Developer unveils plans for 24-story Salt Lake skyscraper
111 Main • Next to Utah Performing Arts Center, it will house Class A office space and likely a white-cloth eatery.
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The southeast corner of 100 South and Main Street in Salt Lake City may soon feature a glassy, neck-craning office tower.

Plans for a 24-story office tower at 111 Main were unveiled Monday, giving Salt Lakers a first glimpse at a hulking Hamilton Partners development that would stand adjacent to a new $116M Utah Performing Arts Center and a stone's throw from City Creek Center.

"It's the single-best location in Salt Lake City, period," said Bruce Bingham, co-founder of Chicago-based Hamilton Partners, which also developed the 22-story office building at 222 Main. Currently owned by the Salt Lake Redevelopment Agency after it was sold by Property Reserve Inc. (the real-estate arm of the LDS Church), the building popularly known as the Montgomery Ward Building sits unoccupied after its final tenant, Bennion Jewelers, moved to 15 W. South Temple on Monday. Hamilton Partners is negotiating to finalize the purchase of the site, Bingham said.

"In my, quote unquote, 'unbiased' judgment, I think it will be the most beautiful building in town," Bingham said. "222 has been appreciated for its elegance, and I think this will surpass that."

Skidmore Owings & Merrill, the international architecture firm behind 222 Main, had designed a state-of-the-art hat truss for 111 Main that will allow them to build 21,000-square-foot floors on a 17,000-square-foot footprint, using a cantilever system that will essentially support a third of the weight from the roof, Bingham said.

Cushman & Wakefield has begun pre-leasing for the building. In terms of square footage, its 440,000 rentable square feet would make it the second-largest building in Salt Lake City, after the Wells Fargo Center. Ground-floor retail space likely will go to a white-cloth eatery. There is no "magic number" for pre-leased occupancy, said leasing broker Chris Kirk, senior director of office & investments for Cushman & WakeField, but he feels confident that the industry standard commitment of 50 percent can be achieved soon and that they will break ground in 2014, with an eye toward opening in early 2016. Bingham says they have already had formal inquiries that would account for 40 percent of the building's space.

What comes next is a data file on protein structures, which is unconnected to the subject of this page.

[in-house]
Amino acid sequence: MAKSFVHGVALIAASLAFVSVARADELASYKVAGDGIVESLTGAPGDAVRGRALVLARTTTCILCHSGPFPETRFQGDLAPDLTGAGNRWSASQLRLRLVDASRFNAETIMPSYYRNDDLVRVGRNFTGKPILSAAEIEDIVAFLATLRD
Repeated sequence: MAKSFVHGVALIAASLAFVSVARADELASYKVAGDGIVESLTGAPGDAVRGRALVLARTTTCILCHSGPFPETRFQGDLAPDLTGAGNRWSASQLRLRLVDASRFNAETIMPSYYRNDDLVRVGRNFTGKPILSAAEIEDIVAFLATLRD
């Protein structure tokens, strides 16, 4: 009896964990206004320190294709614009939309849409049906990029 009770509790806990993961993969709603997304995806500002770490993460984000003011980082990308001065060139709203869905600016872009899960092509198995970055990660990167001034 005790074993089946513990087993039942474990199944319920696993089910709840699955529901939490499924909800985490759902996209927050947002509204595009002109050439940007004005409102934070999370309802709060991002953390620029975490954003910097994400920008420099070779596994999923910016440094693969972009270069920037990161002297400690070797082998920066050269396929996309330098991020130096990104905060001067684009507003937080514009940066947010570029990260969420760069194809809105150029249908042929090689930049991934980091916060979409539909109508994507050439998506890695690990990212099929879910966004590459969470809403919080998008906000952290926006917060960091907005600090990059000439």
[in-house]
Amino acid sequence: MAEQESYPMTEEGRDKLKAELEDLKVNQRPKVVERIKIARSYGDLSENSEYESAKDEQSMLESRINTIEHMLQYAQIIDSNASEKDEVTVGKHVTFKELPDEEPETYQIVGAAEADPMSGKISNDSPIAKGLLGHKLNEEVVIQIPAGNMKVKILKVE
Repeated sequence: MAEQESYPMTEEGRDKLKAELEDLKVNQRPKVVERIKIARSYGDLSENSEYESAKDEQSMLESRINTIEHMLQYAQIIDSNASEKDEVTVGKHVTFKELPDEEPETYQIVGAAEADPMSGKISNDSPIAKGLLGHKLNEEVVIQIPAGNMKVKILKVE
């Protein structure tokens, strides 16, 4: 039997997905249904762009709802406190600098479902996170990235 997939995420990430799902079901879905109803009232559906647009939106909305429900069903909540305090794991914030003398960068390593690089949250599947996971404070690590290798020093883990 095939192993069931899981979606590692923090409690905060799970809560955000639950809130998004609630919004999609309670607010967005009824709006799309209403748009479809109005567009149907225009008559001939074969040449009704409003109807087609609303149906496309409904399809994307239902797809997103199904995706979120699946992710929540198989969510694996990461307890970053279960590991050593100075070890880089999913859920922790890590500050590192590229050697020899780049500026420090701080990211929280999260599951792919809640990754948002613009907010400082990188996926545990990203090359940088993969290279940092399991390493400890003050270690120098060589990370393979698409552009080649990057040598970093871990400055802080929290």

The office space is billed as highly customizable, boasting a raised-floor design that houses all the data wiring and heating, ventilation and air conditioning below ground. A news release also says "it is anticipated the building will be awarded a LEED Gold Certification" for its energy conservation.

Kirk thinks the timing is excellent. While 222 Main, which now features an occupancy rate of 85 percent, Kirk said, was built right during the depths of recession, today's growing market is encouraging businesses to consider expansion or a move from suburban locations to downtown.

"Salt Lake City is growing in the minds and hearts of people across the country," Kirk says, citing an eager young labor force, the cost of living and nearby recreational attractions. He says he understands the perception that there is a great deal of vacant space in downtown Salt Lake, but that Class A office space is actually in short supply. Numbers from a Downtown Alliance report seem to back that up, with 11.2 percent of Class A office space currently vacant, down from 18.2 percent in 2010 and dramatically lower than the 17 percent vacancy rate across all classes.

Bingham said developing 111 Main is a low-risk proposition, given not only the value of the property, but also the LDS Church's investment in the area.

"I think you have to look at City Creek as the engine that is driving the expansion of downtown," Bingham said. "There's a commitment I can count on. Because they will not let downtown fail, we have confidence in adding to what they've done."

mpiper@sltrib.com

Twitter: @matthew_piper